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Wednesday, 4 March 2020

The Golden Age: Villainy in the Villages Part Two:

Dorothy L Sayers, Margery Allingham, Georgette Heyer, George Bellairs
by Carol Westron

When I started researching Golden Age authors and village mysteries I had anticipated writing one article but I soon discovered that I had enough material for three articles, examining different uses of the village setting and how the village mysteries developed during the Golden Age and in the years just after the Second World War. In Part One of these articles I explored the village mysteries of Agatha Christie, Patricia Wentworth and Ngaio Marsh. In Part Two I will consider the village mysteries of four other Golden Age writers and how they adapted the village setting to their own purposes and style of writing and also helped to develop and expand the genre of the village mystery.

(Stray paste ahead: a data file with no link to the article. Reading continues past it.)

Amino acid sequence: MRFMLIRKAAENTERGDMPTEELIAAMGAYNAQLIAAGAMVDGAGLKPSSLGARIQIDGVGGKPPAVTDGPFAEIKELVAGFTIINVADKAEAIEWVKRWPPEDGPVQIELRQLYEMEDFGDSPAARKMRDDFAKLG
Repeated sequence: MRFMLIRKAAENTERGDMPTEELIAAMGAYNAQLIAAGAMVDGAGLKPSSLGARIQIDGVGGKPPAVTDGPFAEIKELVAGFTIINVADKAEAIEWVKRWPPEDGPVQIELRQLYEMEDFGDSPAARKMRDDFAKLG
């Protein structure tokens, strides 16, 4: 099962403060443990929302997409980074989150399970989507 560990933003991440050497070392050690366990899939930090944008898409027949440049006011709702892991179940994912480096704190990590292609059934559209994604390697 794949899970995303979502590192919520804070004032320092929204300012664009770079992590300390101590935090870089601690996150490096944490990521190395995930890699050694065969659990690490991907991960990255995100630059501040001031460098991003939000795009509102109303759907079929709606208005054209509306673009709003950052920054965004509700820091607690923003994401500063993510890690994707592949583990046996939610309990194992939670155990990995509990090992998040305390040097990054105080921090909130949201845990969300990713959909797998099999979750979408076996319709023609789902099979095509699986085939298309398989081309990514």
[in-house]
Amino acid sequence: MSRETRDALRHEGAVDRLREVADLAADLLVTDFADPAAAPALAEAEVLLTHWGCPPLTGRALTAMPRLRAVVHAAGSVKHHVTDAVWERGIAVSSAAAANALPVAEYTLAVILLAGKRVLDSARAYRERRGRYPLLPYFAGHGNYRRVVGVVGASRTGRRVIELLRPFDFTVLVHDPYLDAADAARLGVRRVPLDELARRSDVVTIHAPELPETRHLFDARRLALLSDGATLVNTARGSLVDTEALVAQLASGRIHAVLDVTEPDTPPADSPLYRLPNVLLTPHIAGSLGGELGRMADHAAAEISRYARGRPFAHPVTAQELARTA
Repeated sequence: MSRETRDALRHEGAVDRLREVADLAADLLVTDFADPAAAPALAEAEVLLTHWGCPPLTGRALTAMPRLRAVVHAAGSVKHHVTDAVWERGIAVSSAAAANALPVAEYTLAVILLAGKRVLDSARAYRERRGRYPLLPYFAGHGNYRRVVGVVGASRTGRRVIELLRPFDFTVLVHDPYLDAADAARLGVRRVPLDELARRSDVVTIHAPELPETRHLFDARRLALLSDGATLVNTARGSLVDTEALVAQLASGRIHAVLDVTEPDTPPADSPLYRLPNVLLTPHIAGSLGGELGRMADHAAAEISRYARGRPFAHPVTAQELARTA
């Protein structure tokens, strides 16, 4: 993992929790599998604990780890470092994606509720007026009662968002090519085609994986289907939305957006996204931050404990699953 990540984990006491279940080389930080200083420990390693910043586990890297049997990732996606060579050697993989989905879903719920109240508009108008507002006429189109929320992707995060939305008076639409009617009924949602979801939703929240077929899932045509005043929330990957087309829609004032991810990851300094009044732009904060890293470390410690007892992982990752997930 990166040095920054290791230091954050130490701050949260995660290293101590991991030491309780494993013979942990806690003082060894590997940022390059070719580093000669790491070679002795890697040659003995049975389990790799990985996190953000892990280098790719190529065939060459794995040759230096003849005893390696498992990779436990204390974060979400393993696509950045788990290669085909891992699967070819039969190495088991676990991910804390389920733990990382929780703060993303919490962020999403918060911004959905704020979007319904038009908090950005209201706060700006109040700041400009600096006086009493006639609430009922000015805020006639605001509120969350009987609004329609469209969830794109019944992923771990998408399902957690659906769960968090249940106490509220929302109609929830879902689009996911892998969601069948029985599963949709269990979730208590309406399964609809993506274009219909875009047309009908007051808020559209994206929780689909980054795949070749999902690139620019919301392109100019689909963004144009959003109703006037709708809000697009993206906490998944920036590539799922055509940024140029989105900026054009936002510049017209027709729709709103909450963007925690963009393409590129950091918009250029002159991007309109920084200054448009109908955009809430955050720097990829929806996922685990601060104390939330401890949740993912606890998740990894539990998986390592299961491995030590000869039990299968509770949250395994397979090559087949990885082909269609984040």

Although Dorothy L. Sayers wrote several books in which Lord Peter Wimsey demonstrated his skill at blending into village life and drawing information from villagers, these village interactions were peripheral to the setting of the main story. Only two of Sayers’ books could be described as village mysteries and to each of them she gives her own unique slant. In The Nine Tailors (1934), Wimsey runs his car off the road in most inhospitable conditions. ‘Right and left, before and behind, the fen lay shrouded. It was past four o’clock and New Year’s Eve; the snow that had fallen all day gave back a glimmering greyness to a sky like lead.’ Wimsey and Bunter set off on foot and eventually discover a solitary signpost. ‘Bunter turned his torch upon the signpost and read upon the single arm: “Fenchurch St. Paul.” There was no other direction; ahead, road and dyke marched on side by side into an eternity of winter.’